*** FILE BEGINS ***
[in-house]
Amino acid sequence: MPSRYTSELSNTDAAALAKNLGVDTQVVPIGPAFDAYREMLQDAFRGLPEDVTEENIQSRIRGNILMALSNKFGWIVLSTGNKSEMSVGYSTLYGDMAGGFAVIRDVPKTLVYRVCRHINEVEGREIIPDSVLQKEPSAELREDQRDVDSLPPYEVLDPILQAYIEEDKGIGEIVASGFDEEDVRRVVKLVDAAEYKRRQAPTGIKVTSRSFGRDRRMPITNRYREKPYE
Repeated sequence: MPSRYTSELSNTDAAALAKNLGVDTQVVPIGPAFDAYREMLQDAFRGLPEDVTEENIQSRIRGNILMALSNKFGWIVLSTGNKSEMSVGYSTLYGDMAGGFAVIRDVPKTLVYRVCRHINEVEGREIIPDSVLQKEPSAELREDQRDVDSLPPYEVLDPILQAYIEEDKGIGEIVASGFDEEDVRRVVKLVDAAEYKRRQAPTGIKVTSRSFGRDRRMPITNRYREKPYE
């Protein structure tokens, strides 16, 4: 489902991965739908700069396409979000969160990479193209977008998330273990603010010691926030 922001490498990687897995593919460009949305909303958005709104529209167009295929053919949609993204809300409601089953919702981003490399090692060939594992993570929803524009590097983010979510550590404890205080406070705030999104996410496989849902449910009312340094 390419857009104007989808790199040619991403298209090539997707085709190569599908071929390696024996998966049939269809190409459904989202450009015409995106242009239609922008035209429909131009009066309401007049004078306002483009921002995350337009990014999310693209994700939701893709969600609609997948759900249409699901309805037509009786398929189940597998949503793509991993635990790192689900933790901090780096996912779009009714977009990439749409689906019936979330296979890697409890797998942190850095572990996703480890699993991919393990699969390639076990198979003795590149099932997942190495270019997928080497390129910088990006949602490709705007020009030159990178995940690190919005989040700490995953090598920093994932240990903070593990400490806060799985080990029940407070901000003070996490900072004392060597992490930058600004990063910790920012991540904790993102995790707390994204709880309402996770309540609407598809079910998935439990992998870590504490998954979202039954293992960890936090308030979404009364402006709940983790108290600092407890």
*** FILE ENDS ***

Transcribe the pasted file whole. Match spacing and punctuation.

[in-house]
Amino acid sequence: MPSRYTSELSNTDAAALAKNLGVDTQVVPIGPAFDAYREMLQDAFRGLPEDVTEENIQSRIRGNILMALSNKFGWIVLSTGNKSEMSVGYSTLYGDMAGGFAVIRDVPKTLVYRVCRHINEVEGREIIPDSVLQKEPSAELREDQRDVDSLPPYEVLDPILQAYIEEDKGIGEIVASGFDEEDVRRVVKLVDAAEYKRRQAPTGIKVTSRSFGRDRRMPITNRYREKPYE
Repeated sequence: MPSRYTSELSNTDAAALAKNLGVDTQVVPIGPAFDAYREMLQDAFRGLPEDVTEENIQSRIRGNILMALSNKFGWIVLSTGNKSEMSVGYSTLYGDMAGGFAVIRDVPKTLVYRVCRHINEVEGREIIPDSVLQKEPSAELREDQRDVDSLPPYEVLDPILQAYIEEDKGIGEIVASGFDEEDVRRVVKLVDAAEYKRRQAPTGIKVTSRSFGRDRRMPITNRYREKPYE
């Protein structure tokens, strides 16, 4: 489902991965739908700069396409979000969160990479193209977008998330273990603010010691926030 922001490498990687897995593919460009949305909303958005709104529209167009295929053919949609993204809300409601089953919702981003490399090692060939594992993570929803524009590097983010979510550590404890205080406070705030999104996410496989849902449910009312340094 390419857009104007989808790199040619991403298209090539997707085709190569599908071929390696024996998966049939269809190409459904989202450009015409995106242009239609922008035209429909131009009066309401007049004078306002483009921002995350337009990014999310693209994700939701893709969600609609997948759900249409699901309805037509009786398929189940597998949503793509991993635990790192689900933790901090780096996912779009009714977009990439749409689906019936979330296979890697409890797998942190850095572990996703480890699993991919393990699969390639076990198979003795590149099932997942190495270019997928080497390129910088990006949602490709705007020009030159990178995940690190919005989040700490995953090598920093994932240990903070593990400490806060799985080990029940407070901000003070996490900072004392060597992490930058600004990063910790920012991540904790993102995790707390994204709880309402996770309540609407598809079910998935439990992998870590504490998954979202039954293992960890936090308030979404009364402006709940983790108290600092407890």